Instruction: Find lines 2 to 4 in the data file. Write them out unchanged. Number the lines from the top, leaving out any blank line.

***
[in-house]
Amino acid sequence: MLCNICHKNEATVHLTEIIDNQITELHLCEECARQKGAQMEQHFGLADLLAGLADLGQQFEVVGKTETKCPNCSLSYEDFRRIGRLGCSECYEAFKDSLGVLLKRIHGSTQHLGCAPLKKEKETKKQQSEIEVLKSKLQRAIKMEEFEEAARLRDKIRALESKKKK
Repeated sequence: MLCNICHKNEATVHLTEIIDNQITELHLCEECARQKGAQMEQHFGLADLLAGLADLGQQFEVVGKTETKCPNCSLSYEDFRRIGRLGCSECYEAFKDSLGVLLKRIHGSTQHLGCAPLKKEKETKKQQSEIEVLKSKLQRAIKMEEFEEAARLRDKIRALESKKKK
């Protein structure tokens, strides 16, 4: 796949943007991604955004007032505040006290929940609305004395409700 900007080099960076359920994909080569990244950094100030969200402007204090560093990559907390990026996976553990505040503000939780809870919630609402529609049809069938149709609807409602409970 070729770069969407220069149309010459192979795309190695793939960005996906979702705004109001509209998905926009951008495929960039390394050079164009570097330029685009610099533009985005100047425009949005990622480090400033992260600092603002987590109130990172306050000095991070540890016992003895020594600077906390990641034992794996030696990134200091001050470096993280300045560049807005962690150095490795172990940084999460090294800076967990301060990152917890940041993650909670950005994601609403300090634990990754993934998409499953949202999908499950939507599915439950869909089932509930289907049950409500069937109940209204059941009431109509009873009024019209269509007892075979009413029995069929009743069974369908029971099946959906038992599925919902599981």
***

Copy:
Amino acid sequence: MLCNICHKNEATVHLTEIIDNQITELHLCEECARQKGAQMEQHFGLADLLAGLADLGQQFEVVGKTETKCPNCSLSYEDFRRIGRLGCSECYEAFKDSLGVLLKRIHGSTQHLGCAPLKKEKETKKQQSEIEVLKSKLQRAIKMEEFEEAARLRDKIRALESKKKK
Repeated sequence: MLCNICHKNEATVHLTEIIDNQITELHLCEECARQKGAQMEQHFGLADLLAGLADLGQQFEVVGKTETKCPNCSLSYEDFRRIGRLGCSECYEAFKDSLGVLLKRIHGSTQHLGCAPLKKEKETKKQQSEIEVLKSKLQRAIKMEEFEEAARLRDKIRALESKKKK
């Protein structure tokens, strides 16, 4: 796949943007991604955004007032505040006290929940609305004395409700 900007080099960076359920994909080569990244950094100030969200402007204090560093990559907390990026996976553990505040503000939780809870919630609402529609049809069938149709609807409602409970 070729770069969407220069149309010459192979795309190695793939960005996906979702705004109001509209998905926009951008495929960039390394050079164009570097330029685009610099533009985005100047425009949005990622480090400033992260600092603002987590109130990172306050000095991070540890016992003895020594600077906390990641034992794996030696990134200091001050470096993280300045560049807005962690150095490795172990940084999460090294800076967990301060990152917890940041993650909670950005994601609403300090634990990754993934998409499953949202999908499950939507599915439950869909089932509930289907049950409500069937109940209204059941009431109509009873009024019209269509007892075979009413029995069929009743069974369908029971099946959906038992599925919902599981």